Maxfind has hit it’s stride in terms of build quality, and that’s a huge factor in our review. Specs don’t mean much if they only hold for a week or two, and shipping these things back across the globe for repairs in not feasible. They need to arrive finished, tested, and essentially perfect.
We see Maxfind re-using parts across models, and this is a brilliant tactic for any company making hard goods. Taking the deck as an example, using one shape and style across many boards allows them to perfect that form and to drive its construction cost own by reducing the need to create new tooling. The longboard design equipped with front handle is used on all four of Maxfind’s FF series longboards, although the materials used vary. We also see the rubberized grip carrying across models, reflecting Maxfind’s opinion that it is superior to grit.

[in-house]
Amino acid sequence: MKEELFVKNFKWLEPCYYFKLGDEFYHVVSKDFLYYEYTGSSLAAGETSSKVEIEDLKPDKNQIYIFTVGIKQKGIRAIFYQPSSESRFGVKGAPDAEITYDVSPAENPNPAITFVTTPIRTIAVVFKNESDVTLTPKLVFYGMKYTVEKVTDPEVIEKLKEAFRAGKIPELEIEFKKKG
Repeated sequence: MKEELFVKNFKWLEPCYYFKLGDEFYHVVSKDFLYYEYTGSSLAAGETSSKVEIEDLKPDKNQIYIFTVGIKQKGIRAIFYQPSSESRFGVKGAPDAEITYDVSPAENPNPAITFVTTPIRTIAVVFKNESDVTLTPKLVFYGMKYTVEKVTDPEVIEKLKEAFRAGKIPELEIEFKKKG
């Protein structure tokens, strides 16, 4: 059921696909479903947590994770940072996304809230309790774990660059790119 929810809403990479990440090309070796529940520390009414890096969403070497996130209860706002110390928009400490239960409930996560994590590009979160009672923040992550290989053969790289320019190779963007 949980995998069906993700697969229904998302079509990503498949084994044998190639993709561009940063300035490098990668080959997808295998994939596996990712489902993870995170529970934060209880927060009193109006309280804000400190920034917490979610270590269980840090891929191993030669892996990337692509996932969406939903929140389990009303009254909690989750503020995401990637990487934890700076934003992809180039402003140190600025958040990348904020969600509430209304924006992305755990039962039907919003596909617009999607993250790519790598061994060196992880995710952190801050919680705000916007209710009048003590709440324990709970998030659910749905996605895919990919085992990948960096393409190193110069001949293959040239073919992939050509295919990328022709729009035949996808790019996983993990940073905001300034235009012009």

As Maxfind achieves milestones in their product design, we may expect to see more similarities between models with major changes having more to do with motor and battery technology than deck and truck configurations.
There are two battery configurations available for the FF Belt, the larger of which advertises a doubling in range to 50 miles. Given the Maxfind’s terrible history of misleading buyer’s with outrageous range claims and then delivering subpar performance, I would absolutely NOT buy the extended range model for an additional $349. A 27% price increase for a bigger battery from a company dishonest about batteries is not something we can recommend.